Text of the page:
Caretta caretta hatchlings reach sea in Northern Cyprus
Northern Cyprus' Society for the Protection of Turtles (SPOT) held an event in Alagadi Turtle Beach – designated as a special environment protection area where sea turtles reproduce – and helped caretta caretta and green turtle hatchlings to get in the sea.
Robin Snape, a member of SPOT's board of directors, said the island of Cyprus was an important location for green turtles as 30% of them laid eggs there, whereas this figure was around 10% for caretta caretta turtles which he said was more common in Turkey.
According to Snape, the turtles are done with laying eggs as of August and they migrate in search of food but the baby turtles begin hatching in the first two weeks of July and they would help babies reach the sea.
It takes at least 20 years for little turtles to grow fully, Snape said, adding their shell would be as long as 60 to 80 centimeters when they were
grown, and these turtles would eventually return to the shores they hatched.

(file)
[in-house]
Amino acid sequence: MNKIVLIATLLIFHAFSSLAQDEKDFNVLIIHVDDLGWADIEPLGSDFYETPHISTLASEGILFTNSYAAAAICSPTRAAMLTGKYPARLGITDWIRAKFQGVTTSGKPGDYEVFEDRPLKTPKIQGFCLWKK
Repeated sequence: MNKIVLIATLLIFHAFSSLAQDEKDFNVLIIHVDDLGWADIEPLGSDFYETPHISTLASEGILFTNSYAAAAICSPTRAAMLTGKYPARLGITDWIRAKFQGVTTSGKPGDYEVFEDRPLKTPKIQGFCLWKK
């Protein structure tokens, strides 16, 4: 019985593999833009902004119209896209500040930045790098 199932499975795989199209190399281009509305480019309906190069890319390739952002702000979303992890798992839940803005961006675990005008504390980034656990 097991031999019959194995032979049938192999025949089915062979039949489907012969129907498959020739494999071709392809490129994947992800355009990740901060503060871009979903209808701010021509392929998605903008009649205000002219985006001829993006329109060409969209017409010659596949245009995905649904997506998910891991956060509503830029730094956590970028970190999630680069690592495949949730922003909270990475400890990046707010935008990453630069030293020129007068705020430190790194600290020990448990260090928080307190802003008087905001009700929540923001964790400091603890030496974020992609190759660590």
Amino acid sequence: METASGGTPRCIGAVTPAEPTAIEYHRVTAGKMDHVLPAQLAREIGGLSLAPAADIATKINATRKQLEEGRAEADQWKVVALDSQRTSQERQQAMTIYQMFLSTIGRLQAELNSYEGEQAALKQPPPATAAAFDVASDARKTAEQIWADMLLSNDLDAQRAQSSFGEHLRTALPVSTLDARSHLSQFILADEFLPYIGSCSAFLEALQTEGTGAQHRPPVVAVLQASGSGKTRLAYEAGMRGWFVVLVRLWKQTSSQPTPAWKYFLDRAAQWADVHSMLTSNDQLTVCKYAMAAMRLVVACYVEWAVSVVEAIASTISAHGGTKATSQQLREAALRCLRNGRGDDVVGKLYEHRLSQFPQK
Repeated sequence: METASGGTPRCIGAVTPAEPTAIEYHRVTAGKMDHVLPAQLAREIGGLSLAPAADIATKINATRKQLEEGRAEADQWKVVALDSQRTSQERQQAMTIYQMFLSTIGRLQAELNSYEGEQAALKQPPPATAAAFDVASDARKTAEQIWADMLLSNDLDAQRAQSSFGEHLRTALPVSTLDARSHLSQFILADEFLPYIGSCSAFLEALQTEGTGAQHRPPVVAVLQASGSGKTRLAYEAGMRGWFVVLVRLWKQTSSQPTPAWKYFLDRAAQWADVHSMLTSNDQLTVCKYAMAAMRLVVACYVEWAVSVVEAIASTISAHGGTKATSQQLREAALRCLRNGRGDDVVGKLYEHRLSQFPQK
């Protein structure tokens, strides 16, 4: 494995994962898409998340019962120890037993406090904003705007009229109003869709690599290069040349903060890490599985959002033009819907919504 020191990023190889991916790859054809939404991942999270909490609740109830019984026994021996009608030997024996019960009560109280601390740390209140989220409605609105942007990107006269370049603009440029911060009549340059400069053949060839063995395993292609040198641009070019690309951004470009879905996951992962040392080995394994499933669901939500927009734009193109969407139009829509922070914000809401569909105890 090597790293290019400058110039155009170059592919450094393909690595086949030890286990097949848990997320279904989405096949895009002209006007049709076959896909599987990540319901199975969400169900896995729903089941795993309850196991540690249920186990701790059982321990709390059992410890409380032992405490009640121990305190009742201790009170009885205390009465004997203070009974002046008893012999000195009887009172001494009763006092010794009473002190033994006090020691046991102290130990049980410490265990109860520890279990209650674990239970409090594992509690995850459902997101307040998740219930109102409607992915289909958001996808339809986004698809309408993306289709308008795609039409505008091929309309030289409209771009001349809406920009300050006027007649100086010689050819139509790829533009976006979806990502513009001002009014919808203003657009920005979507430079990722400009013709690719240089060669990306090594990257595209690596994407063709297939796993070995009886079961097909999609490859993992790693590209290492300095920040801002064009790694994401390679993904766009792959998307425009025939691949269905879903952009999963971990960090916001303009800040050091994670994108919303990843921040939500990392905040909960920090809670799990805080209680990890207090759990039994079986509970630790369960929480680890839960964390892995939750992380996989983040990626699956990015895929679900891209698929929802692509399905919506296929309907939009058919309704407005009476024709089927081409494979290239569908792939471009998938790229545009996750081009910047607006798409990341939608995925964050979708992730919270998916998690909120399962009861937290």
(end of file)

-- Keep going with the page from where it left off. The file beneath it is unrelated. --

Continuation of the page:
Noting that fishing activities along with plastics and other elements negatively affected the turtles' lives, Snape welcomed the TRNC's Ministry of Culture and Environment for the implementation of regulations for the protection of sea animals.
Meryem Özkan, project officer for the protection of sea turtles, said certain spawning grounds were of more importance as these beaches were not damaged by any means and designated as special environmental protection areas, also noting that Alagadi beach was exemplary in this sense as it was not used after 20.00 p.m.
Özkan said the protection project has led to great success as the number of reproduction grounds jumped from 30-40 to around 400 today.
A British citizen, Suhail Mirza, was among those watching the event and said the SPOT played a significant role in protecting the vulnerable turtles and the children participants learned a great deal by monitoring the process.